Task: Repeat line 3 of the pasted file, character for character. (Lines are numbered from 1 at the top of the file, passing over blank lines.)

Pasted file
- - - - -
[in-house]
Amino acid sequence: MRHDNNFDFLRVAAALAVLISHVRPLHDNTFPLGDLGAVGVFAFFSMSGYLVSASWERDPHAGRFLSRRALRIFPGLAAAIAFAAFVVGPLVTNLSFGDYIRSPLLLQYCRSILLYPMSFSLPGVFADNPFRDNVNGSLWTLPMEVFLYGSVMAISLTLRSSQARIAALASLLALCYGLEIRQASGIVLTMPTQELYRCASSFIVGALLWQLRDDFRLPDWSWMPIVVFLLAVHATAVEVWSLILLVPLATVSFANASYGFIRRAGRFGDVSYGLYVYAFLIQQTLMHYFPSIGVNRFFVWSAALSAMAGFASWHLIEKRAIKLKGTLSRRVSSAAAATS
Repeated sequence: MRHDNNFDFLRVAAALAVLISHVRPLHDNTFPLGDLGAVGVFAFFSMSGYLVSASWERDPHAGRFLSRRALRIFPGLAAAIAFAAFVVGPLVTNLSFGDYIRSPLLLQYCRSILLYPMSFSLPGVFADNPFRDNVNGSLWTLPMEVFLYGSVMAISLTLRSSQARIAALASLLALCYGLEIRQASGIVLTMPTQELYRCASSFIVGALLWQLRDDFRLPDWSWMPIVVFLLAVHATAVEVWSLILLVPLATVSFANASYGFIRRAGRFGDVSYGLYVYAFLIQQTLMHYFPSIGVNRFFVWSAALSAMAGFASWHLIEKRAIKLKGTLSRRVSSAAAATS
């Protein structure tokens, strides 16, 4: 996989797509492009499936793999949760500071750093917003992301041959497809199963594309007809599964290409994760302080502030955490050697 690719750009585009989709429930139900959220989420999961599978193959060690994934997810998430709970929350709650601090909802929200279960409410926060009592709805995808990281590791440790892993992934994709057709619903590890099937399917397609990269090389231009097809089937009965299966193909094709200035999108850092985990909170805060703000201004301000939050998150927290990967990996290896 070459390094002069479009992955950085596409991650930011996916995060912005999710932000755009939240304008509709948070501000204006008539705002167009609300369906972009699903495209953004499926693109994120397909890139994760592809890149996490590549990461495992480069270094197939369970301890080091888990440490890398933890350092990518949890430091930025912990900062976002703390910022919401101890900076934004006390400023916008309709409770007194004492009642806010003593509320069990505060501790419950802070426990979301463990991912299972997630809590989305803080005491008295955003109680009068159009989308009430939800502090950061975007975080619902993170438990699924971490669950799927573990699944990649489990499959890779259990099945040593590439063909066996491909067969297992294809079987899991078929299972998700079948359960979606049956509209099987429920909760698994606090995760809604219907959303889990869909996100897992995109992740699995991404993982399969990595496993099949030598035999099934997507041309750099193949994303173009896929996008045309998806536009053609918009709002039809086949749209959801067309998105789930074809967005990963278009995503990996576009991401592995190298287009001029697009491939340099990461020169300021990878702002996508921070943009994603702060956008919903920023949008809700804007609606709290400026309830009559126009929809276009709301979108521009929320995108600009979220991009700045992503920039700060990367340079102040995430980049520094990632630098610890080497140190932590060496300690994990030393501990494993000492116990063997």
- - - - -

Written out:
Repeated sequence: MRHDNNFDFLRVAAALAVLISHVRPLHDNTFPLGDLGAVGVFAFFSMSGYLVSASWERDPHAGRFLSRRALRIFPGLAAAIAFAAFVVGPLVTNLSFGDYIRSPLLLQYCRSILLYPMSFSLPGVFADNPFRDNVNGSLWTLPMEVFLYGSVMAISLTLRSSQARIAALASLLALCYGLEIRQASGIVLTMPTQELYRCASSFIVGALLWQLRDDFRLPDWSWMPIVVFLLAVHATAVEVWSLILLVPLATVSFANASYGFIRRAGRFGDVSYGLYVYAFLIQQTLMHYFPSIGVNRFFVWSAALSAMAGFASWHLIEKRAIKLKGTLSRRVSSAAAATS